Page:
The National Journal has a poll on the Court and the ACA. Predictably, a large majority (74 percent) wants to see the individual mandate struck down. That didn't surprise me, but this one did.
Do you think, respondents were asked, the Court should uphold or overturn "the ban on insurance companies denying coverage because of a person's medical history"?
Now, bear in mind, this is something that in our discourse we all supposedly agree on. "Everyone" wants people with cancer and diabetes and so forth to have coverage. Even Republicans agree on this. Some do. The harder-shell caucus wants to leave sick people uninsured, but a number of GOPers say they'd salvage that part of the ACA (although their plans for doing so are laughably unrealistic, as they surely know).
But anyway, if one aspect of that contentious bill had consensus, it was that aspect. So what did the people say?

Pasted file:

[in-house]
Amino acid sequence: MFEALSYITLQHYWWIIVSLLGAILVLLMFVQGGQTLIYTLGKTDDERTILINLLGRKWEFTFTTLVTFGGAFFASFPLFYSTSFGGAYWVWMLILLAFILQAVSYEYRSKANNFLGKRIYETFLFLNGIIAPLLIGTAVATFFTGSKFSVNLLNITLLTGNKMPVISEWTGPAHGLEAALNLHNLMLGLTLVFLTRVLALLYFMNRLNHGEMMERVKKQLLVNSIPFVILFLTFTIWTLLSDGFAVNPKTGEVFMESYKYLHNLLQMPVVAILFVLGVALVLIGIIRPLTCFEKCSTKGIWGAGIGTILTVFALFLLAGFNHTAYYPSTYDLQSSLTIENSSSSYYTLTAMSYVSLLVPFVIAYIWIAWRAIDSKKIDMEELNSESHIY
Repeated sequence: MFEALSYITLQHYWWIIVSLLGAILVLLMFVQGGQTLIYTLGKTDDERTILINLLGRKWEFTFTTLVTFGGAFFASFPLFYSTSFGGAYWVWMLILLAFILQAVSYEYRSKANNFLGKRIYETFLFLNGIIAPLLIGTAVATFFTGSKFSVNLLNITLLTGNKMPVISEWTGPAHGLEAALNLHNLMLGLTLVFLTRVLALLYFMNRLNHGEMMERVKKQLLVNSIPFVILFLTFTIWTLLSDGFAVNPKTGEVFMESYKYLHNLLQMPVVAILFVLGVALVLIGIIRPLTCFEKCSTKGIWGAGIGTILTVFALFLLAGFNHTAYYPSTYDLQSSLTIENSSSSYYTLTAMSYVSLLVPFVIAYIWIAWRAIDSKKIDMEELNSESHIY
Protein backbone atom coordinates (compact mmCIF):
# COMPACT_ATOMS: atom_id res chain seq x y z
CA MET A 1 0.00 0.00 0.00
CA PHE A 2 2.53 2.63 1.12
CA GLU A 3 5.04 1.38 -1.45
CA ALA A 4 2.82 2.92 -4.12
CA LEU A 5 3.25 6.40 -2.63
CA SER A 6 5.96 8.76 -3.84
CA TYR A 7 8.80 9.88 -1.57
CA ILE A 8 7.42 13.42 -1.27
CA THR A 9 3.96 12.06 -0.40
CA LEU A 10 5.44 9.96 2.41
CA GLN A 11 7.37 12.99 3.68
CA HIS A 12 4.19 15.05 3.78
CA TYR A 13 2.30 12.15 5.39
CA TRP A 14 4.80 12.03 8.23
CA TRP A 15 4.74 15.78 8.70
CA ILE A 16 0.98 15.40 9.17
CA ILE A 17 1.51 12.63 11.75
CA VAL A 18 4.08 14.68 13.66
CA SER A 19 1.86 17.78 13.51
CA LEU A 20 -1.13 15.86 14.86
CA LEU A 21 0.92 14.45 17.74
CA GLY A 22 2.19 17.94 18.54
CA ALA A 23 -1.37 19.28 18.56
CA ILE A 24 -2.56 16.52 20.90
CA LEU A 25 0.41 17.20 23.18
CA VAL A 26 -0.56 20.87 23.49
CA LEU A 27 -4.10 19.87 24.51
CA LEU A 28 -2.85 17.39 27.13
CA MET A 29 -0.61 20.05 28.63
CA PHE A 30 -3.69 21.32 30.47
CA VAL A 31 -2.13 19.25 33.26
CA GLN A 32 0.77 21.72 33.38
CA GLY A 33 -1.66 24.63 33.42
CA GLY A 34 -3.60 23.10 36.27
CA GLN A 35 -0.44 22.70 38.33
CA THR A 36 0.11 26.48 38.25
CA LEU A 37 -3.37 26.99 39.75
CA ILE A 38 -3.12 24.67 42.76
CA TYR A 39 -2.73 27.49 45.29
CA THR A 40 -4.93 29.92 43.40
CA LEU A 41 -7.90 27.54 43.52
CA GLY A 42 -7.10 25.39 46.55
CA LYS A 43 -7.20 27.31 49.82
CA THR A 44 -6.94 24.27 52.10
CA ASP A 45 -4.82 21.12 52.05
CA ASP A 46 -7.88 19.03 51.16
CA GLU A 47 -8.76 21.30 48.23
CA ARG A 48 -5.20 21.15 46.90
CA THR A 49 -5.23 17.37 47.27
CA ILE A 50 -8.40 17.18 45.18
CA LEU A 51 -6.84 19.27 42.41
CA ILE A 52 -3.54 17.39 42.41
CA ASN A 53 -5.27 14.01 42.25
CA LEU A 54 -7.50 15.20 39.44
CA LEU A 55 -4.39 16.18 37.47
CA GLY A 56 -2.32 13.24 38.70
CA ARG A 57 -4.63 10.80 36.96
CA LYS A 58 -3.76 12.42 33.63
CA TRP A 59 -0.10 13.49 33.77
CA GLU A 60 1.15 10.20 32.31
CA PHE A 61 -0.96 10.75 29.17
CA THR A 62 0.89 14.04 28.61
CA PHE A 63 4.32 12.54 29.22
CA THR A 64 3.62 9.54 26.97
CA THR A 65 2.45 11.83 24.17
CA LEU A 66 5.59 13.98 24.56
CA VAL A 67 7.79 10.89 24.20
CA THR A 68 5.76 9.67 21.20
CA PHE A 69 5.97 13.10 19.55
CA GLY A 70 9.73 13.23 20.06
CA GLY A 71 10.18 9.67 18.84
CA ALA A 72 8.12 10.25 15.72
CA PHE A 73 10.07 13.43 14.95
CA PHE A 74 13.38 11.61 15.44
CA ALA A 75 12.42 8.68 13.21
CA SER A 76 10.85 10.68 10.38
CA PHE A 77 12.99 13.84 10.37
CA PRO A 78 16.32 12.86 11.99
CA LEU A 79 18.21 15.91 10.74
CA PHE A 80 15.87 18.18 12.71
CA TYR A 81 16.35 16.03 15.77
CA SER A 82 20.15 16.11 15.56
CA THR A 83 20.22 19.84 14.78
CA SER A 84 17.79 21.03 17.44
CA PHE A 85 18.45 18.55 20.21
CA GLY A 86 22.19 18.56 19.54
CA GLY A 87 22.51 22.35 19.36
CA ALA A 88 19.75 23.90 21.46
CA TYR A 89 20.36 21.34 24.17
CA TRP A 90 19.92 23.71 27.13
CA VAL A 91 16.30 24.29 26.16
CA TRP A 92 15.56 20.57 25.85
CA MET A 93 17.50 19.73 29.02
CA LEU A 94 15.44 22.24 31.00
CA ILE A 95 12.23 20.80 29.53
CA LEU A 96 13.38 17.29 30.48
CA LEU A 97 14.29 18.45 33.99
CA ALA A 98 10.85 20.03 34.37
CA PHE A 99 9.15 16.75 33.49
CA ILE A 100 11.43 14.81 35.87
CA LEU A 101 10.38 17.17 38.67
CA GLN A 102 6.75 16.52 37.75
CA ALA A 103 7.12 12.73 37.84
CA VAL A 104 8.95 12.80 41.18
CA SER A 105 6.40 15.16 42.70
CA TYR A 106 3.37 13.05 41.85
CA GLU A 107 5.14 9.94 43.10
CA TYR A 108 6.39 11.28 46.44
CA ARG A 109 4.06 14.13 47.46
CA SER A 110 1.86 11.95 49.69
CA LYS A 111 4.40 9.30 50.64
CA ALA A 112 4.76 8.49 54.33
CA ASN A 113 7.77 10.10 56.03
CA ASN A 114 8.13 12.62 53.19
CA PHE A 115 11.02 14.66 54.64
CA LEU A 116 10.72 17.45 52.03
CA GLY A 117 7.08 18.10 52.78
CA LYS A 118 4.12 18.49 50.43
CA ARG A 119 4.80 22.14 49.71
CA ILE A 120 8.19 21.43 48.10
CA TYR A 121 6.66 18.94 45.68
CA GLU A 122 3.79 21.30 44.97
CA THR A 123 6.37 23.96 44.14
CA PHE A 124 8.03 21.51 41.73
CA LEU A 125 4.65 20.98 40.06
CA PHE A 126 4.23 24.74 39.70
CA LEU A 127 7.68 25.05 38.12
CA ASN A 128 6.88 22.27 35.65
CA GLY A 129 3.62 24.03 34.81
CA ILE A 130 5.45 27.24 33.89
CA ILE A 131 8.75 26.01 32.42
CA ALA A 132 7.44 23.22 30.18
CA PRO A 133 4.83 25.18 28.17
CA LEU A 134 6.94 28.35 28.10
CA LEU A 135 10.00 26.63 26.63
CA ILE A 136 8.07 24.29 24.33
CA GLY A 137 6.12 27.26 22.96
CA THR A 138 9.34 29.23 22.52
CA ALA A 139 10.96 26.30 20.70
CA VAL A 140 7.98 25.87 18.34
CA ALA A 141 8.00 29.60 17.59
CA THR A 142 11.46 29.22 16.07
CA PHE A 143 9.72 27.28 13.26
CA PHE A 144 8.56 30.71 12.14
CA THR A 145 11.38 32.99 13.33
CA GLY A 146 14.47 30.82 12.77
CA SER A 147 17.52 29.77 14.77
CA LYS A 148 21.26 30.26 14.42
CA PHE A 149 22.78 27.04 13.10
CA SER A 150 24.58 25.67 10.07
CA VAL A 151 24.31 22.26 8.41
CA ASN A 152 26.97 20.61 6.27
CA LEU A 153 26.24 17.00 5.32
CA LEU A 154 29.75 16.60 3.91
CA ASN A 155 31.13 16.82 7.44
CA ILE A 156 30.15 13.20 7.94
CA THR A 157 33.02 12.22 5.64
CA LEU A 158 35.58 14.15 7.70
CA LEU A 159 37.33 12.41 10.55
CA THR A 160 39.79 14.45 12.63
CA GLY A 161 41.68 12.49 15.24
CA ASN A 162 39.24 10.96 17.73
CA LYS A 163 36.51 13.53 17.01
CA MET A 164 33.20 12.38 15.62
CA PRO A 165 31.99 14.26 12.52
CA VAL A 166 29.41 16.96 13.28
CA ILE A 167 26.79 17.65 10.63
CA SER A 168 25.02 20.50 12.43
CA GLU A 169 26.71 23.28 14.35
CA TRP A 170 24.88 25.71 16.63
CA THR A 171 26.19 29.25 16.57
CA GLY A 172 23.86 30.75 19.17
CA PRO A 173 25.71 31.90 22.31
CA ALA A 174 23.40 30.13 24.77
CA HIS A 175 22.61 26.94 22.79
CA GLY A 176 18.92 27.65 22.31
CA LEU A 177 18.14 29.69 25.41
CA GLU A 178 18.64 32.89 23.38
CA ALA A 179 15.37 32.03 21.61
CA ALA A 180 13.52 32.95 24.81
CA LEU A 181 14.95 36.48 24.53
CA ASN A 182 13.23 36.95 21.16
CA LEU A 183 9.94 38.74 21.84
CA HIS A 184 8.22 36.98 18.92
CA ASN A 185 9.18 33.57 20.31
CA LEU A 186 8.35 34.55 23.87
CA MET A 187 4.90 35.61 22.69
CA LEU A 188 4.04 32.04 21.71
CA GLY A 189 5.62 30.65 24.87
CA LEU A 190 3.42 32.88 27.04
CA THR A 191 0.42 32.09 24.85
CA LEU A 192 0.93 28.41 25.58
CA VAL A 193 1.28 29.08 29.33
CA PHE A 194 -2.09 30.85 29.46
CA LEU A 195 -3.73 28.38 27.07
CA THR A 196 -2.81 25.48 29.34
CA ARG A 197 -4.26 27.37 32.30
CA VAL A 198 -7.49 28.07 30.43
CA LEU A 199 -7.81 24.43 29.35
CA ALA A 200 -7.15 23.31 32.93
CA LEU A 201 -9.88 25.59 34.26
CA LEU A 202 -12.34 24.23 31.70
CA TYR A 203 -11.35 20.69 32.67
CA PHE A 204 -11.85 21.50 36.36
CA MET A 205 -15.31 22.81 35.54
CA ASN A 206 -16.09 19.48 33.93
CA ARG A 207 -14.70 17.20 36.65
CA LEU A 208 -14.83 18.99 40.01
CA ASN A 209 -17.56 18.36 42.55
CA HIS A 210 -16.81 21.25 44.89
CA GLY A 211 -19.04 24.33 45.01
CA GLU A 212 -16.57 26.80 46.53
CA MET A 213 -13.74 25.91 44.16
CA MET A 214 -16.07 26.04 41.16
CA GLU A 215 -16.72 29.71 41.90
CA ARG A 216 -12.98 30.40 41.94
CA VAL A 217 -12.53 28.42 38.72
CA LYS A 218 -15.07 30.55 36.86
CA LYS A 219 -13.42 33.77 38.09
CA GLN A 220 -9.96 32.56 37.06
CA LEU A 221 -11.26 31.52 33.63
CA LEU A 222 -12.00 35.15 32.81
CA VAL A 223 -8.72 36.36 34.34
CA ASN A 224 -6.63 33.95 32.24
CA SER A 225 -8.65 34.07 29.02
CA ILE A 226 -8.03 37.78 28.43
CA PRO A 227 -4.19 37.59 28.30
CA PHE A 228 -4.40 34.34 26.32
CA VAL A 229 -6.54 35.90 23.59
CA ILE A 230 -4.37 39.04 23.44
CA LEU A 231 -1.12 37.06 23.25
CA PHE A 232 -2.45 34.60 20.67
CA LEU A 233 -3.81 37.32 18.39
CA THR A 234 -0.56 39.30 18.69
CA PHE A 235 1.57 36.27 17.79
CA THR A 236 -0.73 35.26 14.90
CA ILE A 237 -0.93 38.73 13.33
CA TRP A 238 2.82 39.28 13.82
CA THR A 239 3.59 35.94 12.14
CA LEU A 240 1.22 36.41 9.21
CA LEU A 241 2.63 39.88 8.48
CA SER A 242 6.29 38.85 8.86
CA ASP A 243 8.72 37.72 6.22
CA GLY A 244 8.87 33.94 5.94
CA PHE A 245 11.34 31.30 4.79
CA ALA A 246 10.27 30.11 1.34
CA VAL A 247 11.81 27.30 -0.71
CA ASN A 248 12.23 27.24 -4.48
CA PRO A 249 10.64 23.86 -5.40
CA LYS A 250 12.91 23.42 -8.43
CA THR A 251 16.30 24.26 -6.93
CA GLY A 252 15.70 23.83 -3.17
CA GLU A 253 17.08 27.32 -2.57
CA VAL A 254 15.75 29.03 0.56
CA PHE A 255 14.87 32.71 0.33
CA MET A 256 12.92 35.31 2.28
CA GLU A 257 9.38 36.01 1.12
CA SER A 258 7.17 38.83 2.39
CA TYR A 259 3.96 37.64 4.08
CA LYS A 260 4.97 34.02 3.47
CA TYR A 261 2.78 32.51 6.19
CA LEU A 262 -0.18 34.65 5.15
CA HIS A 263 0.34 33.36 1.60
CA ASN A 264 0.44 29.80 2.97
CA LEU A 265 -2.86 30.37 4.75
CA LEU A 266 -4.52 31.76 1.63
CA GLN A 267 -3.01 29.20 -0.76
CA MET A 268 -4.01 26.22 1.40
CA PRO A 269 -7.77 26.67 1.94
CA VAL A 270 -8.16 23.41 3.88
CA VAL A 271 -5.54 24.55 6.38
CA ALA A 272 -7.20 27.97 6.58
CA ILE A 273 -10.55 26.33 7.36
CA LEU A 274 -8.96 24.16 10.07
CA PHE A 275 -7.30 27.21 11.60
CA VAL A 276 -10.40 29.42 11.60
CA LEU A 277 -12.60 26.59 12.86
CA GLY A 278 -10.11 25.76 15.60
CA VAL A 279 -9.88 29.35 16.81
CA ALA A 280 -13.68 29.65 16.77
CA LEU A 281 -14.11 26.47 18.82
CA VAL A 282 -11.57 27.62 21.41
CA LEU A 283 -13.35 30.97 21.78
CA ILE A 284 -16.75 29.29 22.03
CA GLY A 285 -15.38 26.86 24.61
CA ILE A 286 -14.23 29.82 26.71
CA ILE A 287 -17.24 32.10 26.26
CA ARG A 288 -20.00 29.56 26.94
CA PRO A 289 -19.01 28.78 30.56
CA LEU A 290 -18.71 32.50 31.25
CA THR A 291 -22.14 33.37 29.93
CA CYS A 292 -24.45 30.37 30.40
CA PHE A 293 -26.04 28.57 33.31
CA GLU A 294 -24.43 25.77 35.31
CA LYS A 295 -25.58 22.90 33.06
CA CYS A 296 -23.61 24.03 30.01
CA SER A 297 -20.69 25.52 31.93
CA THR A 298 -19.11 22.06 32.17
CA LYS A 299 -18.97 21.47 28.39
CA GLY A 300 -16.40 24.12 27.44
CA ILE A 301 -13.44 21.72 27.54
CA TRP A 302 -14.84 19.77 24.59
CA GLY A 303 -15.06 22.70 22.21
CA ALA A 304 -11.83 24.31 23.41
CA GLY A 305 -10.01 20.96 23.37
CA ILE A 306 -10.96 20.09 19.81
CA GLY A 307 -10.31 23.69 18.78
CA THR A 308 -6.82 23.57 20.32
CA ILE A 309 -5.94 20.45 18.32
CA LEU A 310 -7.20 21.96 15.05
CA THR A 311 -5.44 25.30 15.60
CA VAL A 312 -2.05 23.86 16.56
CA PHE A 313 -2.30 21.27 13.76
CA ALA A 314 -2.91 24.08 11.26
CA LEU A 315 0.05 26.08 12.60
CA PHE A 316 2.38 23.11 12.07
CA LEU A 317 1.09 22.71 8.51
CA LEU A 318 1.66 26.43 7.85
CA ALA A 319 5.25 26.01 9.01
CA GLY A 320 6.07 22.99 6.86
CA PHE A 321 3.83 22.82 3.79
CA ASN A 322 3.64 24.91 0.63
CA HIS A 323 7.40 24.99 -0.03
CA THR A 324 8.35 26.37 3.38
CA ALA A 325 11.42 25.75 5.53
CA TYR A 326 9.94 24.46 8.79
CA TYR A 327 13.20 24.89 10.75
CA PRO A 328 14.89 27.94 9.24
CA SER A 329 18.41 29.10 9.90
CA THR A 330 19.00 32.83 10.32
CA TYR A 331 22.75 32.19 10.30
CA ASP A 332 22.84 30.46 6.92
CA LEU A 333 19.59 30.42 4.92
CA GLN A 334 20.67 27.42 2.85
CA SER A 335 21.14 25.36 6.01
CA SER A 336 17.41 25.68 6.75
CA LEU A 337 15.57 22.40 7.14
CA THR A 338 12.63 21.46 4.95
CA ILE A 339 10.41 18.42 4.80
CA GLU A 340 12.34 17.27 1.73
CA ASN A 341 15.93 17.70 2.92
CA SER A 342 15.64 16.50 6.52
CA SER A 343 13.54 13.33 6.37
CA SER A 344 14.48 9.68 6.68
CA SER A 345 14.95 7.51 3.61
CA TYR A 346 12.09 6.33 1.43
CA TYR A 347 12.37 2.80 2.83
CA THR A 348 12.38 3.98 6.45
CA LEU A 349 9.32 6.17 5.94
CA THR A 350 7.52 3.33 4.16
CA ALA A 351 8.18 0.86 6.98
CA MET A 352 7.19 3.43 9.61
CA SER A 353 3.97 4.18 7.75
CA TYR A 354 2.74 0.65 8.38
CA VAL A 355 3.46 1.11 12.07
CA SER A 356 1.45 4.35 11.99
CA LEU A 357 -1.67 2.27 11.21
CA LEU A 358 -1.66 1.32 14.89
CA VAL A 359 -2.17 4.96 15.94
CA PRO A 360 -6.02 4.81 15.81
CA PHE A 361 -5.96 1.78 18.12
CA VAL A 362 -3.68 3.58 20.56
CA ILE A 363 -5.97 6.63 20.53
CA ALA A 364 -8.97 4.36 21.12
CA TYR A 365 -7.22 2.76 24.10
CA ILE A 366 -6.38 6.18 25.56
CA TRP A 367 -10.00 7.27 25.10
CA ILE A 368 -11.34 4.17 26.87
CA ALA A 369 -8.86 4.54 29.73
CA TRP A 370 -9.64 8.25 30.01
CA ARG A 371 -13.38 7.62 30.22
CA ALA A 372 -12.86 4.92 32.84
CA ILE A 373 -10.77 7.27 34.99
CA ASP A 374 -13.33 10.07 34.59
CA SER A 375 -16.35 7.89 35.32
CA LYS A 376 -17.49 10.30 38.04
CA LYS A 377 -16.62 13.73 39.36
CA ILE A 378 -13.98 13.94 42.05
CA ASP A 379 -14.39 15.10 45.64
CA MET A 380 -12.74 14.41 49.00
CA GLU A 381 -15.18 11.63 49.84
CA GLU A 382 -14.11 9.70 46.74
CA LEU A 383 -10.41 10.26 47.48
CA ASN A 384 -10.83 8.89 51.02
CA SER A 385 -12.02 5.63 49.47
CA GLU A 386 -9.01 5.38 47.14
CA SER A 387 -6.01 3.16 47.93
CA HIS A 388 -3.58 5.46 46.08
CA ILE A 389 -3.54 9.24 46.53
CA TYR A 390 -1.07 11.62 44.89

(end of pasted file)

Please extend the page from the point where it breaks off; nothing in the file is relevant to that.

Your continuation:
Sigh--only 44 percent said keep the provision, while 51 percent said strike it down. Putting Obama and Romney and political advantage completely to the side, I find this depressing and sad on its own terms, and I can't quite believe it. A majority of Americans don't want people with life-threatening illnesses to have insurance? I have to think some people were confused by the wording.
Or maybe not. Maybe they think that a person who is diagnosed with diabetes has shown insufficient personal responsibility. But of course, that same person has a God-given right to all the 64-ounce sodas he can suck down!
There was one humane outcome in the poll, and it suggests that maybe a certain percentage of people were confused by the above wording. When asked what Congress ought to do if the Court strikes the law down, people were given three choices: write a new law that covers nearly all Americans in some different way; write a less ambitious law that covers some people; do nothing.
Happily, the first choice won, with 46 percent, while 18 percent said write a smaller law, and 28 percent said do nothing. Of course that won't mean anything in the real world, where, if the mandate is struck down, the law is probably dead.